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Something Old, Something New: Buying New Vs. Buying Used

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By Mia Bolaris-Forget

One of the best ways to save a buck is often by buying used. But when it comes to certain items, experts assert it’s best to hold off until you can afford new. Among these:

1. Cribs and Bassinettes: Unless you are well versed in when and how the item was made, how it was rated, and who it belonged to and how well it was taken care of, you could be placing your child at risk. According to industry officials about 16 children each year suffer fatal injuries from cribs that break down or have unsafe structures. And, the also note, it’s wise to not only spend a bit more for cribs and bassinettes, but also for other essentials such as strollers, car seats, etc.

2. Personal Computers And Laptops: With so many reasonable priced new options, experts can’t understand why anyone would opt to buy used? If you can’t afford something straight off the shelf, there’s always the option of purchasing a refurbished model but you may be compromising on speed, and the latest technology making your work easier and more efficient.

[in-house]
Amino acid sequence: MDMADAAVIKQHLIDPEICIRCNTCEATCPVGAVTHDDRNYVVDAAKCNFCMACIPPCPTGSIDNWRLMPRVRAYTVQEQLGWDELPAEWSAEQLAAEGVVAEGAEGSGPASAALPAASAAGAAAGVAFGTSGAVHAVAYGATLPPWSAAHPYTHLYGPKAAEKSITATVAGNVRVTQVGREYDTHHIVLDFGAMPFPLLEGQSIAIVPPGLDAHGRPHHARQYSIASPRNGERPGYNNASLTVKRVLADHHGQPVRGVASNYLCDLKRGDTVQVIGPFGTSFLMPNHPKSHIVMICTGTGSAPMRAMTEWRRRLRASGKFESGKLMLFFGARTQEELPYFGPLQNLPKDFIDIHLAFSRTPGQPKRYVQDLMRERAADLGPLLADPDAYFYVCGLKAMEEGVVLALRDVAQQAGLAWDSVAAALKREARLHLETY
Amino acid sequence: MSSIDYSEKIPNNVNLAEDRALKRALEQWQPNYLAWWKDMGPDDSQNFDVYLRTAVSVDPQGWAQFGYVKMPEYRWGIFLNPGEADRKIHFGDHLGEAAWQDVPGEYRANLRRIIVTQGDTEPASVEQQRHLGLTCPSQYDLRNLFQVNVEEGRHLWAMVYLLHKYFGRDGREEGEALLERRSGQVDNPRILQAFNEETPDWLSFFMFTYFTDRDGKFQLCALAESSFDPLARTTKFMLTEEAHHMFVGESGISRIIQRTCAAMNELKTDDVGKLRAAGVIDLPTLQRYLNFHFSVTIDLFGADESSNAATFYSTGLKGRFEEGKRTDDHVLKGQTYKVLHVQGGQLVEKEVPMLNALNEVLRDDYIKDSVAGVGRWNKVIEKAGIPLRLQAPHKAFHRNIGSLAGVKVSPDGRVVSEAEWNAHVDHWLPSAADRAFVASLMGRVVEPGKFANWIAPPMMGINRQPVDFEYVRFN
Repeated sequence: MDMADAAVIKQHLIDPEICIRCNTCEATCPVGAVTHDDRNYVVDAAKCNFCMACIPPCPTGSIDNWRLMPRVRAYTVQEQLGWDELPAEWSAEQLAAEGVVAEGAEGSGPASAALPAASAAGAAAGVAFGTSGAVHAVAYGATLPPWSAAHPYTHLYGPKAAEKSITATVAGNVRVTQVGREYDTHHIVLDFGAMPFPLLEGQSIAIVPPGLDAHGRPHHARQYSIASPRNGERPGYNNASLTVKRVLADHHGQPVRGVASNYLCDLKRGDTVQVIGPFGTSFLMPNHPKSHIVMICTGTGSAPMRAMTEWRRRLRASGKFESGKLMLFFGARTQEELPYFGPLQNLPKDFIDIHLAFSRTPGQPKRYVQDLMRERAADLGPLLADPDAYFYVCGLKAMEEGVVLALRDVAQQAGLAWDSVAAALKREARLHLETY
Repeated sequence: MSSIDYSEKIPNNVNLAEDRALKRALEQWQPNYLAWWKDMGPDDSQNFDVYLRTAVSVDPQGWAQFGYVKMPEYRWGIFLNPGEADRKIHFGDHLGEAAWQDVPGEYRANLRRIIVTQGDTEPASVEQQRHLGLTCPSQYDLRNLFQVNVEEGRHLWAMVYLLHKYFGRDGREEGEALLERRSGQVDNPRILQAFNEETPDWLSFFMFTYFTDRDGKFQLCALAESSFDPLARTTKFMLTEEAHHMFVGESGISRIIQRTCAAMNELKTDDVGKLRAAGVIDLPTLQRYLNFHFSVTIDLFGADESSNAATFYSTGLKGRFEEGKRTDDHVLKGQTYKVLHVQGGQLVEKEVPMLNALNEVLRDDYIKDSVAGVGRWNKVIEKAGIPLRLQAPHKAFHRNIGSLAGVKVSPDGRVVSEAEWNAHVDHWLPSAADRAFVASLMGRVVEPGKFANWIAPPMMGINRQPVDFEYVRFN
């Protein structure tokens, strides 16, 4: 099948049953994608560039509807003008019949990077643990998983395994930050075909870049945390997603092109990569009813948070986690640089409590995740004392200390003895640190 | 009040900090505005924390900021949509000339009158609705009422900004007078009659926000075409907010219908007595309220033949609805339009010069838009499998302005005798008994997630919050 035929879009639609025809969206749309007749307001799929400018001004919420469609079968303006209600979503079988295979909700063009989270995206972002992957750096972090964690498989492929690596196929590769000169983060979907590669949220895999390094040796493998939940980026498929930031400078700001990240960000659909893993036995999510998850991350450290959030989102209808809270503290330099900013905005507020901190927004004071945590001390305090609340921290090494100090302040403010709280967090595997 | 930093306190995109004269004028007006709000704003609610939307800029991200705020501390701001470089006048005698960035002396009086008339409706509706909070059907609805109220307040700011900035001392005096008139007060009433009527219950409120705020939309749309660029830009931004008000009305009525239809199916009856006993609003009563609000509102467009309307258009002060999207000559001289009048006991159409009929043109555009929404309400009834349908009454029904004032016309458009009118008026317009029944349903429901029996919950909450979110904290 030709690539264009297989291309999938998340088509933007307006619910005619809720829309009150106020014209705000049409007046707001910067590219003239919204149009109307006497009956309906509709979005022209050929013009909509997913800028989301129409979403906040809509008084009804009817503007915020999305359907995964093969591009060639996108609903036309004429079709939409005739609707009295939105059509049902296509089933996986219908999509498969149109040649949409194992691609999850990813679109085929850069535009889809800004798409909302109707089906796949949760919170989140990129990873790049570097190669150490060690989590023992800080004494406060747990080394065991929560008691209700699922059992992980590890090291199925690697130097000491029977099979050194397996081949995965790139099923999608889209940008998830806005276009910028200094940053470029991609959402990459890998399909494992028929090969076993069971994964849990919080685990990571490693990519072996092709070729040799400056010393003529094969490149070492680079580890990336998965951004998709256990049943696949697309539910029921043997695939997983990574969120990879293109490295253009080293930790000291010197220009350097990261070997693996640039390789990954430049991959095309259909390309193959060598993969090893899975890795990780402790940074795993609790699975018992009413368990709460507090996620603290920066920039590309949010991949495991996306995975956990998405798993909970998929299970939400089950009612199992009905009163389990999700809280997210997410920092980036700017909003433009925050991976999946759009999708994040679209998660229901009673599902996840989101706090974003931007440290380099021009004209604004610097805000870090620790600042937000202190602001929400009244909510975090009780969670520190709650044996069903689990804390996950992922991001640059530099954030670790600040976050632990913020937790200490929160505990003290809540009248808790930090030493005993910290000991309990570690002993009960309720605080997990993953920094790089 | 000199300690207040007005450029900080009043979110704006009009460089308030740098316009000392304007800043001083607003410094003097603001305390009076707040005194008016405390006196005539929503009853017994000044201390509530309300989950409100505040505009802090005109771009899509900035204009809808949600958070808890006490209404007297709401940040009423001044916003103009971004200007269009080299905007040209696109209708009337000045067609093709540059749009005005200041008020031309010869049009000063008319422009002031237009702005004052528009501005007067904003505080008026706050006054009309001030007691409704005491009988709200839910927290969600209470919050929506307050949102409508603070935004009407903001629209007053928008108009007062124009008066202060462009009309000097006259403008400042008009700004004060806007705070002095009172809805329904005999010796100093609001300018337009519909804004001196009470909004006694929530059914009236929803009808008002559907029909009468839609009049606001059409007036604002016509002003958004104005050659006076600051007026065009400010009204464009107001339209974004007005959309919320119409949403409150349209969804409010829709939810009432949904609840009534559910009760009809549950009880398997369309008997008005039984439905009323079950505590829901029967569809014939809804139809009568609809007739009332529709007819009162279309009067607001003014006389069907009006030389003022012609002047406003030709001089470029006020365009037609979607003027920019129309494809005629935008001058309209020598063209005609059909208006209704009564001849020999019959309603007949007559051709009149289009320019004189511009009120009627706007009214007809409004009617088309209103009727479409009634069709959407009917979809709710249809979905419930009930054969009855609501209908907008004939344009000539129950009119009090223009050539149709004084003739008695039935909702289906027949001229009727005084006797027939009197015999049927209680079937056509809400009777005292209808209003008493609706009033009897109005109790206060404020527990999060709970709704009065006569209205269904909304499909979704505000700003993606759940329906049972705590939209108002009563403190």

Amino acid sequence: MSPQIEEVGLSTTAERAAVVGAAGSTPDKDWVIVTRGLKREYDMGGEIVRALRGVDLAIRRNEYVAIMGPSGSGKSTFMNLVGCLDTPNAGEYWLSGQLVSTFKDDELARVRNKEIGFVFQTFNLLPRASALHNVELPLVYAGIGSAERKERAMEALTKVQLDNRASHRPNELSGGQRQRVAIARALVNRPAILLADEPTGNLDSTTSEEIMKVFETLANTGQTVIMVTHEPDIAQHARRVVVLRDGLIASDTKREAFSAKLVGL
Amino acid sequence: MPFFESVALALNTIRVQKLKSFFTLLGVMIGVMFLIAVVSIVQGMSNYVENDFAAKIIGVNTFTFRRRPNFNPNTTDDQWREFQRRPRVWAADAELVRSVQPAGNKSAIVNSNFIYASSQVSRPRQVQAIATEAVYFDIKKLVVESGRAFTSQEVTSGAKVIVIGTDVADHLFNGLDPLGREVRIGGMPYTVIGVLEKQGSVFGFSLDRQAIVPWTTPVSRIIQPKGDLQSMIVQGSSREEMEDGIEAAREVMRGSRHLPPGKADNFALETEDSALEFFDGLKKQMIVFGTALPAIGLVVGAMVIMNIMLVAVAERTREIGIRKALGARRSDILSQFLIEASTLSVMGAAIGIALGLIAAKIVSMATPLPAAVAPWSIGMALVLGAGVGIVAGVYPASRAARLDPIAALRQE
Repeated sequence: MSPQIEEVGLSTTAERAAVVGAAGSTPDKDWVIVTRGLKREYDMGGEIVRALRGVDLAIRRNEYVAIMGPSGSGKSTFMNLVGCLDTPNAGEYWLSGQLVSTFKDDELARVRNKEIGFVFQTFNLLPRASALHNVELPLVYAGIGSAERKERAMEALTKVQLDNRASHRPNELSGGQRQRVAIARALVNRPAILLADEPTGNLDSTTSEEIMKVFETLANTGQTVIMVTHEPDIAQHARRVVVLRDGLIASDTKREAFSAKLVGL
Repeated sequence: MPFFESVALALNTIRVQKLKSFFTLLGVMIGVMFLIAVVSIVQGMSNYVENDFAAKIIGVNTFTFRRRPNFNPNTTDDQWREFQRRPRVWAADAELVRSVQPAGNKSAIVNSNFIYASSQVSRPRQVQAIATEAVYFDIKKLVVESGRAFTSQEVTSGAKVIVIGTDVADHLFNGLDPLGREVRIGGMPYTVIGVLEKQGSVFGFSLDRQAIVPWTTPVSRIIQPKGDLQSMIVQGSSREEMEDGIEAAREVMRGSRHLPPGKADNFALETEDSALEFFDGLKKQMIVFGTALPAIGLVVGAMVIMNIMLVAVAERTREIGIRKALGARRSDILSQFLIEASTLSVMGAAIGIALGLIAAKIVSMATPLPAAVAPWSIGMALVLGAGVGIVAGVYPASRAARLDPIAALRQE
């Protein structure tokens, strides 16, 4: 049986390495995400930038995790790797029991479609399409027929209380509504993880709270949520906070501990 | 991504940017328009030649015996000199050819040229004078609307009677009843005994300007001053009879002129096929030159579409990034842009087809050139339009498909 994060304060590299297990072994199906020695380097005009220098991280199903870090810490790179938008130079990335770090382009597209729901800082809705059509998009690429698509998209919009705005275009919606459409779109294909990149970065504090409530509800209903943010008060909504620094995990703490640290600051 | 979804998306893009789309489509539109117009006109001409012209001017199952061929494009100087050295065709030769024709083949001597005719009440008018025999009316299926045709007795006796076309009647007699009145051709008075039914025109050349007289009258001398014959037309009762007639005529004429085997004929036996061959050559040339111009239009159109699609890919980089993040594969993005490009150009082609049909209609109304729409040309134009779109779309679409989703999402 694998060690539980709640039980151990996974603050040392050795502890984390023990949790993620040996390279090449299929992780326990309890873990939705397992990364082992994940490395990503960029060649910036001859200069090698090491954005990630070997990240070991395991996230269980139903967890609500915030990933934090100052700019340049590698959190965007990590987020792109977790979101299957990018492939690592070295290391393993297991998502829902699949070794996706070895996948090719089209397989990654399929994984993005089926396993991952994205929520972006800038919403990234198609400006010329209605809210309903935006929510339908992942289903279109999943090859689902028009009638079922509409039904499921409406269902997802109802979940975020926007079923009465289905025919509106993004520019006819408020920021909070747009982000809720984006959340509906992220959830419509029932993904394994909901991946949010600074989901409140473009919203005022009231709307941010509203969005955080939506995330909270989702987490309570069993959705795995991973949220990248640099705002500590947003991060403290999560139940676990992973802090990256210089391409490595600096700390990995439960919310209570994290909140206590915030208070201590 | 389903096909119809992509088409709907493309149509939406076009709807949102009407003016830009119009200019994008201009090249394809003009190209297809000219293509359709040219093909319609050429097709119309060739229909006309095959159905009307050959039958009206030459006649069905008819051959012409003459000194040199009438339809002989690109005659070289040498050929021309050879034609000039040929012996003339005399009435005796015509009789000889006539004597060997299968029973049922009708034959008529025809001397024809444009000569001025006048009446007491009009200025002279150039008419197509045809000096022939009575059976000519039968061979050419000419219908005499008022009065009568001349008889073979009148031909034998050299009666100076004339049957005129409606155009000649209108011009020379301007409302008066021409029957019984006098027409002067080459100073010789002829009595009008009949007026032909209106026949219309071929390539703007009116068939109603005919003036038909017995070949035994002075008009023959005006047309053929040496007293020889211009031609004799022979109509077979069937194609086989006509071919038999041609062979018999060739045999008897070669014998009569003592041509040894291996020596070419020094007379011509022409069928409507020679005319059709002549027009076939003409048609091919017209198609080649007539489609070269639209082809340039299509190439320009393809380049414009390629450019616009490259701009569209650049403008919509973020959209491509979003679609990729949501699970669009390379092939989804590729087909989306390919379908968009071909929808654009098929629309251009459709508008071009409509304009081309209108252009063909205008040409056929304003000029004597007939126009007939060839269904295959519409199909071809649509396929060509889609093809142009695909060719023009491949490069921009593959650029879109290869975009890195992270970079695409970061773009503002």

3. Digital Cameras: Electronics can be fragile and just about any tiny disruption to the mechanism can adversely affect how it works and your photos. Not to mention that some excellent varieties can be purchased for slightly under $200 or just slightly above. And if you buy a new four or five megapixel, it should last for at least three years.

4. Plasma Screen TVs: Older models say experts often come with lots of old problems as well, noting that newer technology is significantly better, especially with regard to not having images (you don’t want) burned in the screen. And, they add that new models tend to drop in price by about 10 percent each year.

5. Household Appliances: The best reason not to buy major household appliances used is that they may NOT still be covered under warranty. Also the energy efficiency is not generally as good as it is in newer models, and therefore helping keep monthly expenses down. Plus shipping some larger (used) appliances (such as washers, dryers, and refrigerators) can be costly, with newer models (bought from certain stores and/or locations) offer free delivery. So, when it comes to quality and reliability experts suggest that from large appliances (dishwashers, disposals, hot tubs and mattresses to smaller items such as microwaves, cell phones, and DVD players), it’s always best to buy new.

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